Sold following the death of Baron Gérard, 27 - 29 April 1837; Collection La Caze, Paris; bequeathed to the Musée du Louvre, 1869.
Gérard took his first steps at the 1791 Salon as a history painter but quickly established himself in the portrait genre. During the Empire period, he was the official portraitist to the imperial aristocracy and it is thus hardly surprising that he was charged with producing the official portrait of the new empress, initially on her own (Schatzkammer, Vienna, with replicas hanging at Fontainebleau and Versailles), and subsequently with the Roi de Rome. These elegant full-length portraits are far more flattering than those painted by Robert Lefèvre (Versailles, Museo Glauco Lombardi, Parma, Chaumet collection). Prud'hon also missed out on the commission as his production rate was considered too laborious, despite a promising early preparatory drawing.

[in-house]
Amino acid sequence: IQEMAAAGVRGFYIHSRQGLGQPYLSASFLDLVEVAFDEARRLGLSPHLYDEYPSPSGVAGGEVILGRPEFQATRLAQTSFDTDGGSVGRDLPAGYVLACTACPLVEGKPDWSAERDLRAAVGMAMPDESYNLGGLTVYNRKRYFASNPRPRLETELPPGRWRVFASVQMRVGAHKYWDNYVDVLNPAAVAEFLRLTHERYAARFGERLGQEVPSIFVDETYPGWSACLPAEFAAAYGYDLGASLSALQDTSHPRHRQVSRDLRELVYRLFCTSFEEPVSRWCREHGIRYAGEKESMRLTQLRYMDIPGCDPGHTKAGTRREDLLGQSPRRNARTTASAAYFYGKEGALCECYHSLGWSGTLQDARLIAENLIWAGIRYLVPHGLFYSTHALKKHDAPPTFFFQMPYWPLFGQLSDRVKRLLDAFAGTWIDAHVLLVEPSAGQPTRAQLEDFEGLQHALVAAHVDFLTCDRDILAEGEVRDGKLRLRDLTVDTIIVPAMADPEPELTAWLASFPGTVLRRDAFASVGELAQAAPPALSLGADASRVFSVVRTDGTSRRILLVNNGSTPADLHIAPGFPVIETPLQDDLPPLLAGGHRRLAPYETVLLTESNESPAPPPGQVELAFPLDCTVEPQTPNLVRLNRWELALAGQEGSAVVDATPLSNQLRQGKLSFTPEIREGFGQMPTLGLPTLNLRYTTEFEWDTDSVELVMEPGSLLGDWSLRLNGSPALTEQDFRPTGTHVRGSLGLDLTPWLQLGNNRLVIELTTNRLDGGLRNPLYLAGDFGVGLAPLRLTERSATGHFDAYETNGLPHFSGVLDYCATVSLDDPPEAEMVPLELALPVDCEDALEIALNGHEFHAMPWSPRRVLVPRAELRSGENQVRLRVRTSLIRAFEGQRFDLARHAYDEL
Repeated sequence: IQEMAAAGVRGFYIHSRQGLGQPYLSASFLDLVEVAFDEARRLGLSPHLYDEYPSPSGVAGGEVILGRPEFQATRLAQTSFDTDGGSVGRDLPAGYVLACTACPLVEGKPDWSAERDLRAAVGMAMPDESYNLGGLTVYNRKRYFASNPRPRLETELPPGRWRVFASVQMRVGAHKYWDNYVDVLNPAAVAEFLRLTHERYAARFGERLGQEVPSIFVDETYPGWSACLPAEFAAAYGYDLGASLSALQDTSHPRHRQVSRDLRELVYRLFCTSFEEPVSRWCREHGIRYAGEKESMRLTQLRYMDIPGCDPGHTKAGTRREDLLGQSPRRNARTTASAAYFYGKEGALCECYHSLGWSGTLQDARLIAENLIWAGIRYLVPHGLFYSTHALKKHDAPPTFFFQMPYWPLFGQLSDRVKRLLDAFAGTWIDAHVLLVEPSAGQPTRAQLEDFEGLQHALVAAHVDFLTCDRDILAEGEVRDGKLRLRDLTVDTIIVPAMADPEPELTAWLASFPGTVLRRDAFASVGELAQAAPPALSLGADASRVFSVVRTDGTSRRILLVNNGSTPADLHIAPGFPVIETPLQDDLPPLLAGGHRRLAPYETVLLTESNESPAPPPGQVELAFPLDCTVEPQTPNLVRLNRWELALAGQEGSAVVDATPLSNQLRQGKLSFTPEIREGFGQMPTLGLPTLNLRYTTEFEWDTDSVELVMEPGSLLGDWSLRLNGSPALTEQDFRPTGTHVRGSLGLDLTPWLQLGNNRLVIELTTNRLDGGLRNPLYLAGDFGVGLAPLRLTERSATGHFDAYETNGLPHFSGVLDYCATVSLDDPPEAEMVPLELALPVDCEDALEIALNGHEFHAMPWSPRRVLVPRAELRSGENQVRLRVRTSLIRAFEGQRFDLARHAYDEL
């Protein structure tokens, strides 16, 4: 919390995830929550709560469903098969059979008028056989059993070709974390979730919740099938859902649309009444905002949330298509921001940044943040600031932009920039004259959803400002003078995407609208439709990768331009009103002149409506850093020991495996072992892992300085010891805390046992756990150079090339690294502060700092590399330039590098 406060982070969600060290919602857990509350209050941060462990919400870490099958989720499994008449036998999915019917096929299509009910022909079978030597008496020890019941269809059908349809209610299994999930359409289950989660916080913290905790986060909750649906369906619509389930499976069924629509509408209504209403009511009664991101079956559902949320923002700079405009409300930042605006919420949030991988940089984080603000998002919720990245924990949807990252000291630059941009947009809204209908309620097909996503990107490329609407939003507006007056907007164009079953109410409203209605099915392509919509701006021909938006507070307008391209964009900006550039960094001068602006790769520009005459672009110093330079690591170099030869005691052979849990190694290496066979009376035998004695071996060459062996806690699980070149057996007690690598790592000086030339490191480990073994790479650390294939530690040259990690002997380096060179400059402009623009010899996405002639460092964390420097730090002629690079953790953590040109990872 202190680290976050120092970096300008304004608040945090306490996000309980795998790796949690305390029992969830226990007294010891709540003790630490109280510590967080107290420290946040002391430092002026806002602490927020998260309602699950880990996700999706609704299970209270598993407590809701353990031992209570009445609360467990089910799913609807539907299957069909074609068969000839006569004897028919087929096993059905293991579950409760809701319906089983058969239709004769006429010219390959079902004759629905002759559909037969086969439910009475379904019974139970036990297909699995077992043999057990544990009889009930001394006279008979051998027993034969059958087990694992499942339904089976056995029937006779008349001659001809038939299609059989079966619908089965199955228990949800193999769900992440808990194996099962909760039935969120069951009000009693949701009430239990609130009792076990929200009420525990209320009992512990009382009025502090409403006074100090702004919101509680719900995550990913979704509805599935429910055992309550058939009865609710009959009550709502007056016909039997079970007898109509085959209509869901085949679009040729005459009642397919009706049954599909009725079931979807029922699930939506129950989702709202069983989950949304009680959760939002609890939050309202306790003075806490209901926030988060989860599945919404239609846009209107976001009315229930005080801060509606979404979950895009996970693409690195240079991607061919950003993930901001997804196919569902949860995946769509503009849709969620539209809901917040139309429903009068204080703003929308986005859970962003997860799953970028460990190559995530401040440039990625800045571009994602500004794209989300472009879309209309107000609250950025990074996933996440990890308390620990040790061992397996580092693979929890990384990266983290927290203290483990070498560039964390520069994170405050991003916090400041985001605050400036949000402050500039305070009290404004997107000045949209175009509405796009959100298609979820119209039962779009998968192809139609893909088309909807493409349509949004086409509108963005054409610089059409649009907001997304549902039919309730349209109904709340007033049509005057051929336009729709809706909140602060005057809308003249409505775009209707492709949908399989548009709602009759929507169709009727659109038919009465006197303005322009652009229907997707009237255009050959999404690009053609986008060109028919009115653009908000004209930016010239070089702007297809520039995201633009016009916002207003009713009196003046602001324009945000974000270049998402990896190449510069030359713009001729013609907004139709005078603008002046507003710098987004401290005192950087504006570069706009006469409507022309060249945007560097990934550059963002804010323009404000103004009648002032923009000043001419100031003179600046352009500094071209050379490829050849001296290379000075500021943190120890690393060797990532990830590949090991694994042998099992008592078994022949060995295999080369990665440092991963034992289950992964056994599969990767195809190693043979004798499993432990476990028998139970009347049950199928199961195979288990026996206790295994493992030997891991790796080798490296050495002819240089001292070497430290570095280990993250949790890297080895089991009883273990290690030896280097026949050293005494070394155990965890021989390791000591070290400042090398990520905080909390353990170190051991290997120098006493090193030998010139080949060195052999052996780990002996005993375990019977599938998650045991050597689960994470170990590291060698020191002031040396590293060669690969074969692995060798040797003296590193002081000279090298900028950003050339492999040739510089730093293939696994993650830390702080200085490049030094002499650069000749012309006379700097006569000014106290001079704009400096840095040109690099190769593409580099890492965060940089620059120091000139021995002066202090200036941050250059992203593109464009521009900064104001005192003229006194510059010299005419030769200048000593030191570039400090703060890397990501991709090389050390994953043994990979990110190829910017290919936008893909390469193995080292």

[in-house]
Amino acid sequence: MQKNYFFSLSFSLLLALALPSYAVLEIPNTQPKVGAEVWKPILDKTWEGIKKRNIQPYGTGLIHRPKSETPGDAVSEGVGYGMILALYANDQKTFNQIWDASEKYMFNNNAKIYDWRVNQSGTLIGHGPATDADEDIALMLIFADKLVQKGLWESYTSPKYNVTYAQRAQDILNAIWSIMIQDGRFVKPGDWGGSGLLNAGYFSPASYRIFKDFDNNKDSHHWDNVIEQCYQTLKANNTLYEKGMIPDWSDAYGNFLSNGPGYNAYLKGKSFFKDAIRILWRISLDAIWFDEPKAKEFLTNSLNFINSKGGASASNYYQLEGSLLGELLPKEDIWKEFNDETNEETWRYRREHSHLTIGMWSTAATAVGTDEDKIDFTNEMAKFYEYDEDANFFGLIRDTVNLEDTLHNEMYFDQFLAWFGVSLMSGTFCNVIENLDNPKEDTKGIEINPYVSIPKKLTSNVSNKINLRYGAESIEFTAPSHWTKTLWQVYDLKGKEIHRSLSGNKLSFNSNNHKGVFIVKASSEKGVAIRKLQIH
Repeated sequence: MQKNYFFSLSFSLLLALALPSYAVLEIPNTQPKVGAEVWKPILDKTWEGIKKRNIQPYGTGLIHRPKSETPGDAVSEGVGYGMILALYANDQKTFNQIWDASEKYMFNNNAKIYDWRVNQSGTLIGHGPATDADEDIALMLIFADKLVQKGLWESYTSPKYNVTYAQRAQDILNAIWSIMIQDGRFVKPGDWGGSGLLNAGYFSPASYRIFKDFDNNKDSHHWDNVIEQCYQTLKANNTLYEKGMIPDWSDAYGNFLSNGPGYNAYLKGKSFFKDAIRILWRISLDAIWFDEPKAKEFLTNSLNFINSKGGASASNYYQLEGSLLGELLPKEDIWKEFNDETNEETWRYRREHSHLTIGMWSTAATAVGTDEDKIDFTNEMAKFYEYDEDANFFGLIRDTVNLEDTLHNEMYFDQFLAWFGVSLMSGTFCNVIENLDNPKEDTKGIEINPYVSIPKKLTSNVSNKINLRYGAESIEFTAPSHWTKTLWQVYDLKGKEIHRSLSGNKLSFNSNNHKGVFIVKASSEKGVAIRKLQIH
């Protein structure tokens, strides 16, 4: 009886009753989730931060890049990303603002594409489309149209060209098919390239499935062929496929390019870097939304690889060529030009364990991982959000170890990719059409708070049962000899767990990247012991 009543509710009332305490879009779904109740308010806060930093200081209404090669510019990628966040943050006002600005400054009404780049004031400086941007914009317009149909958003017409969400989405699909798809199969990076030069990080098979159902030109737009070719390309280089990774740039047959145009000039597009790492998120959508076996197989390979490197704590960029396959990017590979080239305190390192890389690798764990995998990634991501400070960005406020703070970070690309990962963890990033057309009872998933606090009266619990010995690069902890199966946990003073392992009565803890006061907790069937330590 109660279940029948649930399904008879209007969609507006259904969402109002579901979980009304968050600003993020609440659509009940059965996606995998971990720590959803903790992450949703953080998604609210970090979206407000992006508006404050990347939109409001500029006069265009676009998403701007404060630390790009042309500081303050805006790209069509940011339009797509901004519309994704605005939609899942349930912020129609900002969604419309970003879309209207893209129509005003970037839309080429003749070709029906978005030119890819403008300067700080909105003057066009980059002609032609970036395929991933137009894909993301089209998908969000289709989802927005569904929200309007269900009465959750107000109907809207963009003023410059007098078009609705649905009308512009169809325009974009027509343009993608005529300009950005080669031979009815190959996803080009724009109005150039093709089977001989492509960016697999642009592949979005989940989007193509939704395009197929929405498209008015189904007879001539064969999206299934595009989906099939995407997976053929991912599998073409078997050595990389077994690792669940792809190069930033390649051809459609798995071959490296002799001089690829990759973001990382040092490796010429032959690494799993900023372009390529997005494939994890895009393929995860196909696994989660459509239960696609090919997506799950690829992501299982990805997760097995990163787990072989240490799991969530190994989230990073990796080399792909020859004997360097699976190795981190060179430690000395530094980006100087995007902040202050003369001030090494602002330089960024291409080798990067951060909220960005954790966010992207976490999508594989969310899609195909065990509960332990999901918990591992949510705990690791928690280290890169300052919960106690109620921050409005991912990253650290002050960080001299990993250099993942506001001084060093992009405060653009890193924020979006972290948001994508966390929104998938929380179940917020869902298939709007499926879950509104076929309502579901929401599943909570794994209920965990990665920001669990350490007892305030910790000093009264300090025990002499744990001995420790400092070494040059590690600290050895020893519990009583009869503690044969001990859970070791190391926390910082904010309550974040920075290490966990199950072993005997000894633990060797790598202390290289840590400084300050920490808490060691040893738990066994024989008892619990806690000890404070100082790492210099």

This lifelike study is probably one of the most authentic that we have of Marie-Louise, depicted here in the full bloom of youth. In contrast to the finish of the face, this sketch reveals a far livelier brushwork than was usual in Gérard's portraits. Indeed, it is just this "rough" character that attracted Dr. La Caze to the painting. It is likely that Gérard used this study in his large portrait featuring the Roi de Rome, completed in 1813, in which the empress is also dressed in white, with roses in her hair. With her ash blond curls, long nose, large pale blue eyes and a fresh complexion, this painting matches period descriptions of the empress. The Queen Hortense wrote of her, "Everyone was in agreement when they said that she had a good figure, was blond and fresh, but no-one dared say that she was pretty." For his part, Constant, writing in his memoirs, noted that "everything about her exuded youthfulness, health and freshness."
Hélène Meyer (tr. H.D.W.)
Curator, Musée national du Château de Compiègne
Exhibition curator, "1810: la politique de l'amour. Napoléon Ier & Marie-Louise à Compiègne" (28 March - 19 July, 2010)
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